In the Emergency Operating Center last night, from left, city Managing Director Ben Lee, Oahu Civil Defense Public Information Officer John Cummings III and Civil Defense Plans and Operations Officer Peter Hirai discussed evacuation procedures on the North Shore.

50-foot waves
to slam N. Shore

Residents are warned
to be prepared to evacuate
if the surf becomes too high

Weekend Scene: Big surf

Star-Bulletin staff

Oahu Civil Defense was preparing for a possible evacuation on the North Shore as "barn-sized" surf of 30 to 40 feet with sets of 50 feet was predicted to hit overnight and today.

A high surf warning was in effect last night and today for northwest shores of all Hawaiian islands.

Both the city and state Emergency Operations Centers were activated last night, and civil defense officials and city department heads were preparing to work through morning monitoring conditions.

An evacuation plan was being prepared, and the city was considering opening three shelters.

The largest swells were not expected to arrive until after midnight.

North Shore residents should "be prepared to evacuate if the instructions go out and stay tuned to a local broadcast station," said Barbara Hendrie, public information officer for the state Civil Defense Agency.

At 10 p.m., police and civil defense workers were monitoring four places along the North Shore with water over the road, including Waimea Bay, Chun's Reef and Sunset Beach, said Police Sgt. Henry Holcombe.

Cars are still able to drive through it and "it doesn't look that dangerous," Holcombe said, but "they're expecting real heavy surf around midnight. If we do have an evacuation it'll probably be about 11:30 p.m."

The high surf could be very dangerous and cause problems for anyone living along the North Shore of Oahu and west shores of Maui and the Big Island, said Bob Farrell, lead forecaster for the National Weather Service.

Surf along west shores was expected to increase to 20 to 25 feet with higher sets of up to 35 feet.

Westerly winds may drive water up along roads of the North Shore of Oahu and cause problems for property owners, Farrell said. The winds will also "mess the surf up for surfers," he said.

Wave heights were expected to remain in the 25- to 35-foot range all day today, beginning to subside tomorrow, said National Weather Service meteorologist Norman Hui. "It will be at least advisory level, over 15 feet, through Tuesday," he said.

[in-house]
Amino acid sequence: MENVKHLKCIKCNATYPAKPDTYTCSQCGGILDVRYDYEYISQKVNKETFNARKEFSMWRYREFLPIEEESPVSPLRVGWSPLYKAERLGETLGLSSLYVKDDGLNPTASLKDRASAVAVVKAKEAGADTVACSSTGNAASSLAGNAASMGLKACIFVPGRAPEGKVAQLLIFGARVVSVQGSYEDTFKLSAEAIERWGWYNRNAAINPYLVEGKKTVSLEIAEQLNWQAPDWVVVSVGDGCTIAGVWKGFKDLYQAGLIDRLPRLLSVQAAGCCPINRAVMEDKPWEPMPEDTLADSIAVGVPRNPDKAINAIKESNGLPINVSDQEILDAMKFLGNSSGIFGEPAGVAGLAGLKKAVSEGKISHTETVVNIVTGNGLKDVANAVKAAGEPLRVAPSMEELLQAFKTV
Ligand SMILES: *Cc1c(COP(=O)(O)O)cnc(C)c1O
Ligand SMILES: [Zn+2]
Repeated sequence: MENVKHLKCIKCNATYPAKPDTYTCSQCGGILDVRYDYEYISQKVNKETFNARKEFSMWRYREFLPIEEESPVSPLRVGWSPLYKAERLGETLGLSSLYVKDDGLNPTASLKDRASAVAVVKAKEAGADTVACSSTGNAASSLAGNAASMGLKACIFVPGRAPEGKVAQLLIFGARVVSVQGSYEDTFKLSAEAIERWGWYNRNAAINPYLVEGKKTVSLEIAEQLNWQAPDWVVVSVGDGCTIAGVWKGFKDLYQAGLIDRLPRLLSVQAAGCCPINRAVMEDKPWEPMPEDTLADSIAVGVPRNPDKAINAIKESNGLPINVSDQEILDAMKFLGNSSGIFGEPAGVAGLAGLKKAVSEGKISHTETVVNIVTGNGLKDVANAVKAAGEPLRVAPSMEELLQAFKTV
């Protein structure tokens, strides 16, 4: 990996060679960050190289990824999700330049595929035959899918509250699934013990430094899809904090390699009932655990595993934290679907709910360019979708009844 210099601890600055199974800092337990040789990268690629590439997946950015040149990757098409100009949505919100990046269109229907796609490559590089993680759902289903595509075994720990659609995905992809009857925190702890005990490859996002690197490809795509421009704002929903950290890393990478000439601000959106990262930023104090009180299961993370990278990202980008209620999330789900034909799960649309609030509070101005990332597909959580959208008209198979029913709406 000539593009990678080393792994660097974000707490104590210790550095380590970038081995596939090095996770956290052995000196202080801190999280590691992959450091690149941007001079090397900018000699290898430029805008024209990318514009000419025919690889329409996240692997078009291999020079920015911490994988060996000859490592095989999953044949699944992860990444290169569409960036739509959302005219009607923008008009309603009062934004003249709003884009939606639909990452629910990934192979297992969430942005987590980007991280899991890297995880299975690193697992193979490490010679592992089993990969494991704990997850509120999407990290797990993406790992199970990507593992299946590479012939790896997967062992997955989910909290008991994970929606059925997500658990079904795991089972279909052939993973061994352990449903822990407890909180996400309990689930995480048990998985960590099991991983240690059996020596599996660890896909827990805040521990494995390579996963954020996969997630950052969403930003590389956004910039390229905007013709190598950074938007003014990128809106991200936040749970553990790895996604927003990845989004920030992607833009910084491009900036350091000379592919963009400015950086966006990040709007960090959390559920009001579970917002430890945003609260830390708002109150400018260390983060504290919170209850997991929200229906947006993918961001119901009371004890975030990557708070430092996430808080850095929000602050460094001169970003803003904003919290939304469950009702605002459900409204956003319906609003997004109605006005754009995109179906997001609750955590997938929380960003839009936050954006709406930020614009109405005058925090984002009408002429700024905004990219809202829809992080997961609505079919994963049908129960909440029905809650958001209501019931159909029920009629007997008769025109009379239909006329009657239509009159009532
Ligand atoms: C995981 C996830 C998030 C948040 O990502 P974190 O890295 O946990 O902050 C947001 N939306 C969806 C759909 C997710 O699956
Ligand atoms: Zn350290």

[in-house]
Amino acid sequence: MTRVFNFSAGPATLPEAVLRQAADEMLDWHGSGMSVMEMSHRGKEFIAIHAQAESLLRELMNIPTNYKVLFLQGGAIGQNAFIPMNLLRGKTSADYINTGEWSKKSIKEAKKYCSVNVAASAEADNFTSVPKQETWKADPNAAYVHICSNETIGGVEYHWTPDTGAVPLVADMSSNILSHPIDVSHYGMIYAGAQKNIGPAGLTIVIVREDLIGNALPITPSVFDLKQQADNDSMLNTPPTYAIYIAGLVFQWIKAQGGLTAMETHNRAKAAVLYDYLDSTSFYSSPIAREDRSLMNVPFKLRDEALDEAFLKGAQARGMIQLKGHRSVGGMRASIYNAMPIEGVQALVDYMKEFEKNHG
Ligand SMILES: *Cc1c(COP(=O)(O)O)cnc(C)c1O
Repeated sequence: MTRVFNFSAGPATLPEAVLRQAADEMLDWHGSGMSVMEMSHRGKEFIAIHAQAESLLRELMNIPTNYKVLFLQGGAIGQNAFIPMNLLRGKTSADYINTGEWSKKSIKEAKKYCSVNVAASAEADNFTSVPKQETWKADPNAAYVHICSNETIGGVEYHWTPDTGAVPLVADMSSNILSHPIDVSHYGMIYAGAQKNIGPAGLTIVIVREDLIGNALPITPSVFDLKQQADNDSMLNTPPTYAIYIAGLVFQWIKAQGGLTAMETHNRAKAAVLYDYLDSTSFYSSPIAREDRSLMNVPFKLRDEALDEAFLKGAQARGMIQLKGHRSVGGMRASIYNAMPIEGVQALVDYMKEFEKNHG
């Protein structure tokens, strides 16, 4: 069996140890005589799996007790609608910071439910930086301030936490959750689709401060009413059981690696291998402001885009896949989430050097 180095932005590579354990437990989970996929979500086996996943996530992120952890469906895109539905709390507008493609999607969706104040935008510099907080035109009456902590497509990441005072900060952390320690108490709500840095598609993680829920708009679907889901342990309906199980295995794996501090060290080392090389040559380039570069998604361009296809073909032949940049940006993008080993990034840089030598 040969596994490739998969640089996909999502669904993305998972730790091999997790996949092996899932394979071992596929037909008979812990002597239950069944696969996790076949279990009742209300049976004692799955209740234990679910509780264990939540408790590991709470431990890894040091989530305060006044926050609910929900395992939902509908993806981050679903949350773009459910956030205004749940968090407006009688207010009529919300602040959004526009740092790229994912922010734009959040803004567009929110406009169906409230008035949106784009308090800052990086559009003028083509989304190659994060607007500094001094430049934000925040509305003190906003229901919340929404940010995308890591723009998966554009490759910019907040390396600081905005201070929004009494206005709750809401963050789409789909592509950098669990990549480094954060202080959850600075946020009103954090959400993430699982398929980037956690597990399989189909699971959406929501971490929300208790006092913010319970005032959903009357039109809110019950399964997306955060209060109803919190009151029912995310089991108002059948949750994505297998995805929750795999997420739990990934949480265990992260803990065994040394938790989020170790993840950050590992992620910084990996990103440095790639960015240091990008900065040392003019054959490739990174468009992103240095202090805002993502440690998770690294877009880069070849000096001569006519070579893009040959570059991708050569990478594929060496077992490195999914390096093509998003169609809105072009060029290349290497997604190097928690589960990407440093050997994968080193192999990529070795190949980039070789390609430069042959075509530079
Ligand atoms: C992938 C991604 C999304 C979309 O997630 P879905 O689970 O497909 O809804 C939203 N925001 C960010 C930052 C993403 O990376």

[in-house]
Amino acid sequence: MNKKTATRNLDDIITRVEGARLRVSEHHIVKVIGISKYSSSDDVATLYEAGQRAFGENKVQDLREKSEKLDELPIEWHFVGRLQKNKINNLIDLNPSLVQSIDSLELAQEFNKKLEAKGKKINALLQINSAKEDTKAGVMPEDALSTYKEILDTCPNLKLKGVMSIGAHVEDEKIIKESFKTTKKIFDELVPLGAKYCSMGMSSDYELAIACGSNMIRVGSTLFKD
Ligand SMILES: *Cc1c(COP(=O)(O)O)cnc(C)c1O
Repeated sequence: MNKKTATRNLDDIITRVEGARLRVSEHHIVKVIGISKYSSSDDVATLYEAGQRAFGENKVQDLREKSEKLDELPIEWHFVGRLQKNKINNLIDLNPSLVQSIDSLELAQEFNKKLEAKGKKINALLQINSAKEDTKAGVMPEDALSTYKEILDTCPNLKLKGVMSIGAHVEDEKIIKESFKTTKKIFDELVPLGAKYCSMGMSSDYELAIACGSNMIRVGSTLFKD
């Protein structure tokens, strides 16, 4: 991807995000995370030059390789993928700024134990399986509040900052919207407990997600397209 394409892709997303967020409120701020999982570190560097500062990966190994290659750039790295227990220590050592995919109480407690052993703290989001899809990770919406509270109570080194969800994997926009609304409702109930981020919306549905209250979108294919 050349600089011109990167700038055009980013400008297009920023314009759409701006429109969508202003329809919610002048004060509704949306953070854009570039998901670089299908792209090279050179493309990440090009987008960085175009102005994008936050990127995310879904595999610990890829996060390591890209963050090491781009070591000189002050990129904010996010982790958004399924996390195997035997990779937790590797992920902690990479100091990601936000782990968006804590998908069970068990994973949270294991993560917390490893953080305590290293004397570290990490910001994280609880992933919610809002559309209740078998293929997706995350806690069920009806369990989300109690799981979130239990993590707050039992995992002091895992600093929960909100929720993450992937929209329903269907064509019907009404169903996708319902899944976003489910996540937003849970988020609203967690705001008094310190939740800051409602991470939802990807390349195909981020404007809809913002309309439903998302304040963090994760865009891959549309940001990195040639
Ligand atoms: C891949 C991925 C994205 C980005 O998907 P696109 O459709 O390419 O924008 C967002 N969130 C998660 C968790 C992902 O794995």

The waves are the highest predicted by the weather service since last January, Hui said.

Hui said a powerful storm northwest of the islands is responsible for both the high surf and strong winds experienced on most islands yesterday. A high wind advisory was to remain in effect until 4 a.m. this morning.

Sunset Beach Fire Department Capt. Stephen Johnson said his station was on standby to assist Civil Defense with an evacuation notice if necessary.

"In the past we've driven around neighborhoods and made an announcement" through a loudspeaker system, suggesting evacuation to imperiled neighborhoods, he said.

Oahu Civil Defense is in charge of determining whether to call for an evacuation, he said.

At 10 p.m. yesterday, the mood at the firehouse was calm, Johnson said. "The surf wasn't that big when it got dark," he said, and a recent check of a buoy that measures wave height was showing 28 feet -- not unusual for the North Shore.

However, Johnson said that tides and wind could contribute to potential danger, creating a "stacking" effect. He said it's been a number of years since the North Shore has been evacuated due to high surf.

North Shore lifeguards were busy yesterday, keeping people out of surf in the afternoon. Waimea Bay was closed to all but experienced swimmers.

"We were busy trying to keep people out of harm's way," said dispatcher Rob Miller of the Ocean Safety Division.

E-mail to City Desk


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